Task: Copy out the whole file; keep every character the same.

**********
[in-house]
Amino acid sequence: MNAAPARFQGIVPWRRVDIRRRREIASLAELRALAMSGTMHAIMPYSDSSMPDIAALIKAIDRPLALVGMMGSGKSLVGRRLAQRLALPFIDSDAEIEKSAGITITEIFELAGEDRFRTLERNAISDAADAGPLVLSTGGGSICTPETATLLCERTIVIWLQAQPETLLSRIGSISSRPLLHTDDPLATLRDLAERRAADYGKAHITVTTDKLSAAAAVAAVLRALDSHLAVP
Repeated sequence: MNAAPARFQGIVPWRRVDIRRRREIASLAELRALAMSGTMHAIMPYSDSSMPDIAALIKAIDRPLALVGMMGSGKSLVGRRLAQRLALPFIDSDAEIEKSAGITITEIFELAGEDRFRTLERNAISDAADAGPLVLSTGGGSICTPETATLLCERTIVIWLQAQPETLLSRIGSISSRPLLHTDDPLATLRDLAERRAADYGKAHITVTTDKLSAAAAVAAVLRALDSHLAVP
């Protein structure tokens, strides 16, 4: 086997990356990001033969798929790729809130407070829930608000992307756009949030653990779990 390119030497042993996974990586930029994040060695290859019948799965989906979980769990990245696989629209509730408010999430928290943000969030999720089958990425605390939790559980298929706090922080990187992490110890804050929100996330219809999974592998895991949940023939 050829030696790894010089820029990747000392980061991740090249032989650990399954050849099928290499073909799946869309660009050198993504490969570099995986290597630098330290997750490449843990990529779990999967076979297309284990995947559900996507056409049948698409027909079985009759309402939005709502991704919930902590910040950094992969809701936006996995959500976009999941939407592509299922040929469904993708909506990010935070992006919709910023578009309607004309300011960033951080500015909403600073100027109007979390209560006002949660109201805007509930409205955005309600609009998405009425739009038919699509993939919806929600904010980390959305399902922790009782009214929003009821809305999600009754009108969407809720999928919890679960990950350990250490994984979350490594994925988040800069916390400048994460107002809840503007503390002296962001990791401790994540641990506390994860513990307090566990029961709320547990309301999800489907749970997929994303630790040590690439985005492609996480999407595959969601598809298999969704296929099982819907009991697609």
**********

[in-house]
Amino acid sequence: MNAAPARFQGIVPWRRVDIRRRREIASLAELRALAMSGTMHAIMPYSDSSMPDIAALIKAIDRPLALVGMMGSGKSLVGRRLAQRLALPFIDSDAEIEKSAGITITEIFELAGEDRFRTLERNAISDAADAGPLVLSTGGGSICTPETATLLCERTIVIWLQAQPETLLSRIGSISSRPLLHTDDPLATLRDLAERRAADYGKAHITVTTDKLSAAAAVAAVLRALDSHLAVP
Repeated sequence: MNAAPARFQGIVPWRRVDIRRRREIASLAELRALAMSGTMHAIMPYSDSSMPDIAALIKAIDRPLALVGMMGSGKSLVGRRLAQRLALPFIDSDAEIEKSAGITITEIFELAGEDRFRTLERNAISDAADAGPLVLSTGGGSICTPETATLLCERTIVIWLQAQPETLLSRIGSISSRPLLHTDDPLATLRDLAERRAADYGKAHITVTTDKLSAAAAVAAVLRALDSHLAVP
């Protein structure tokens, strides 16, 4: 086997990356990001033969798929790729809130407070829930608000992307756009949030653990779990 390119030497042993996974990586930029994040060695290859019948799965989906979980769990990245696989629209509730408010999430928290943000969030999720089958990425605390939790559980298929706090922080990187992490110890804050929100996330219809999974592998895991949940023939 050829030696790894010089820029990747000392980061991740090249032989650990399954050849099928290499073909799946869309660009050198993504490969570099995986290597630098330290997750490449843990990529779990999967076979297309284990995947559900996507056409049948698409027909079985009759309402939005709502991704919930902590910040950094992969809701936006996995959500976009999941939407592509299922040929469904993708909506990010935070992006919709910023578009309607004309300011960033951080500015909403600073100027109007979390209560006002949660109201805007509930409205955005309600609009998405009425739009038919699509993939919806929600904010980390959305399902922790009782009214929003009821809305999600009754009108969407809720999928919890679960990950350990250490994984979350490594994925988040800069916390400048994460107002809840503007503390002296962001990791401790994540641990506390994860513990307090566990029961709320547990309301999800489907749970997929994303630790040590690439985005492609996480999407595959969601598809298999969704296929099982819907009991697609």